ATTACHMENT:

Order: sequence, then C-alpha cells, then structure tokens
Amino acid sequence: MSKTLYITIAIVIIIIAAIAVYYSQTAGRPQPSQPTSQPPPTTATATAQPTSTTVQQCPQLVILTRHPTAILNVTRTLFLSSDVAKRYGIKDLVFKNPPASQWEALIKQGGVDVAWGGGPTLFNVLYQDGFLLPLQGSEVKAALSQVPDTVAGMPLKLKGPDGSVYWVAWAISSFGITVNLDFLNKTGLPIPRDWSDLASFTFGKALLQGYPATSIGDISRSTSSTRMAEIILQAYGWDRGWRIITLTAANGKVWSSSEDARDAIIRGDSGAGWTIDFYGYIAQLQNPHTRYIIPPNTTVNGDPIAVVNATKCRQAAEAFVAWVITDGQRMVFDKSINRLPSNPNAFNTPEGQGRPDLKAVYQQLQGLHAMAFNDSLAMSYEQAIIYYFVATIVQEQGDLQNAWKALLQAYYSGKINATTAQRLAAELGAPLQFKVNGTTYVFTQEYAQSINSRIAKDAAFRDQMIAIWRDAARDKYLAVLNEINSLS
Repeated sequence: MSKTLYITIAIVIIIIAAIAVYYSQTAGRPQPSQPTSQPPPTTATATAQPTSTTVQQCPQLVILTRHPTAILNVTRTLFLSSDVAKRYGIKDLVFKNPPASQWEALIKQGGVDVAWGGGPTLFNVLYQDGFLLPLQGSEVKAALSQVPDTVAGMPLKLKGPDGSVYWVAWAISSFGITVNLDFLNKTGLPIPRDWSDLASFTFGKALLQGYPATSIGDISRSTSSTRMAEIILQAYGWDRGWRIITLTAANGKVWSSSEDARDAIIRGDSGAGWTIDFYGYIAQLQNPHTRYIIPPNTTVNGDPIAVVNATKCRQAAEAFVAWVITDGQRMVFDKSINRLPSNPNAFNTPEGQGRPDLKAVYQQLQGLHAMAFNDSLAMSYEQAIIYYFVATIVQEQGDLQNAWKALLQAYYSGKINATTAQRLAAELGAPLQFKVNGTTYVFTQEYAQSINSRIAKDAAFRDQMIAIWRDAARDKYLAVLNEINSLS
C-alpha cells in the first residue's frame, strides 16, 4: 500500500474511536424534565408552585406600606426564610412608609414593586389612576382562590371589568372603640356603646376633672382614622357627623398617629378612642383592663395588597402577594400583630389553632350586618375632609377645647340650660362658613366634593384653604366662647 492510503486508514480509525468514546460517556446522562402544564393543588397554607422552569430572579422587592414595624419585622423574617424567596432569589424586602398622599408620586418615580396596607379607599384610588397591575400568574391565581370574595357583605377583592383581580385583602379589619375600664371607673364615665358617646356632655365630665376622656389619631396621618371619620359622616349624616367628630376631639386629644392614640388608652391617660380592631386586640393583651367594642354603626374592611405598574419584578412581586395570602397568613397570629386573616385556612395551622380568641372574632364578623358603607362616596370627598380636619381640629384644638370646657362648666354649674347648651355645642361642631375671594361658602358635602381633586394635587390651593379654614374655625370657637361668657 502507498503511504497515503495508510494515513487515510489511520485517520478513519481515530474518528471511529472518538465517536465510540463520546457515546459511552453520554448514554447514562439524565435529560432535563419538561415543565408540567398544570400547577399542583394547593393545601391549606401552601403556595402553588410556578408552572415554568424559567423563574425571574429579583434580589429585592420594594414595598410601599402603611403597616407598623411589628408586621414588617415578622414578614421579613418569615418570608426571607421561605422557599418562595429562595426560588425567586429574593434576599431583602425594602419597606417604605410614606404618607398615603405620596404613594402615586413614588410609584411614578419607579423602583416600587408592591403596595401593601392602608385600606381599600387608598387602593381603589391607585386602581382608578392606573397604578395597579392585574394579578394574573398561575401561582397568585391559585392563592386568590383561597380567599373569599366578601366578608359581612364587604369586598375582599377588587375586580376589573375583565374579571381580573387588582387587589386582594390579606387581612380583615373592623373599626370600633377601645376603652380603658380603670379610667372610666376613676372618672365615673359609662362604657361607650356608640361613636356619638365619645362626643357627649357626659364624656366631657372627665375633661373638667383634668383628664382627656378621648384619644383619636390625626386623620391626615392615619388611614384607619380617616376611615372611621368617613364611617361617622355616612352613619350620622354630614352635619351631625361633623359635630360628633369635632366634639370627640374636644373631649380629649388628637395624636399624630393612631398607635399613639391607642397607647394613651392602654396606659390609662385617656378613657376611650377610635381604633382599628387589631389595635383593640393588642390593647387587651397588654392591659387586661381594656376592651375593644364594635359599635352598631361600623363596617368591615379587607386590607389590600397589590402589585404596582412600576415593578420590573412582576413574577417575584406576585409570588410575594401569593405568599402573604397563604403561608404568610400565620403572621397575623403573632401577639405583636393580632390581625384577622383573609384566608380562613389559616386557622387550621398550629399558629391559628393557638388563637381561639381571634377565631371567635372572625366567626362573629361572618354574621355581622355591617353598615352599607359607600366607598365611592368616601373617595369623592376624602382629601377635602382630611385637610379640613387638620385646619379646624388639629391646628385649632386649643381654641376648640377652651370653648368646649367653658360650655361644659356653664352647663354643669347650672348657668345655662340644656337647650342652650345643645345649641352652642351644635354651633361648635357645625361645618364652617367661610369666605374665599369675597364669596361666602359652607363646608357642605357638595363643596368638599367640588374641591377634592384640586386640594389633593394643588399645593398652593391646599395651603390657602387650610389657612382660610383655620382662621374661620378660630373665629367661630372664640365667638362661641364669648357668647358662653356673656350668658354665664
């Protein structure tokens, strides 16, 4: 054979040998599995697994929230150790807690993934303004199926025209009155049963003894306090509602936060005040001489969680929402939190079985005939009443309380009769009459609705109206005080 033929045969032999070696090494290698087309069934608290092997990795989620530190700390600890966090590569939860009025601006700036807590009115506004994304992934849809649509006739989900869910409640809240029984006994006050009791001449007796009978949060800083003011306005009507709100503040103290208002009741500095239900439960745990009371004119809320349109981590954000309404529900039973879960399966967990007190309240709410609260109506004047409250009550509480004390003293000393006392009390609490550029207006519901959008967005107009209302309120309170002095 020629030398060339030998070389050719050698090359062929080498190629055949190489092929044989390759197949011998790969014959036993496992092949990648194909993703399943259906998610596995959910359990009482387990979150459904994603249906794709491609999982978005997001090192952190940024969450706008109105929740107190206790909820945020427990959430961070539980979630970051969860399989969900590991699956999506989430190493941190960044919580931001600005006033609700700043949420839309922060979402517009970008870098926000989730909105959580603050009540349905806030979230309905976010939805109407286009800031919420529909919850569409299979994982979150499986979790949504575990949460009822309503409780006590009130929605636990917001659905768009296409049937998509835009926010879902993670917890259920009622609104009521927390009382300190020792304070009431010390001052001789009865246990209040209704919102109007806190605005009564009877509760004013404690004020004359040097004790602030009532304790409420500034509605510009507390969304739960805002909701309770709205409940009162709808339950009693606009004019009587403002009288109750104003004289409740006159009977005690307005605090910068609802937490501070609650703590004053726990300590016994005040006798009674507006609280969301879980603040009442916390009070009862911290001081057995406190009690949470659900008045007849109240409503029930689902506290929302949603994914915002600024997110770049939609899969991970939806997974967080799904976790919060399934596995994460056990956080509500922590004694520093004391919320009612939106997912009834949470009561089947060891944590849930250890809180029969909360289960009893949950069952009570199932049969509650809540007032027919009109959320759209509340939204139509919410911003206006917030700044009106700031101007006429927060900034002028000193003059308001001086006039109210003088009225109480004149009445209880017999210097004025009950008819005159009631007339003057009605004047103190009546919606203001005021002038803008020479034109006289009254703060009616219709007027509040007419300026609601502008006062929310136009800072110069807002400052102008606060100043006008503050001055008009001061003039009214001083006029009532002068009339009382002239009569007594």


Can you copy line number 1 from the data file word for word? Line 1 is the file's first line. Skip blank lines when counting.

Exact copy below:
Order: sequence, then C-alpha cells, then structure tokens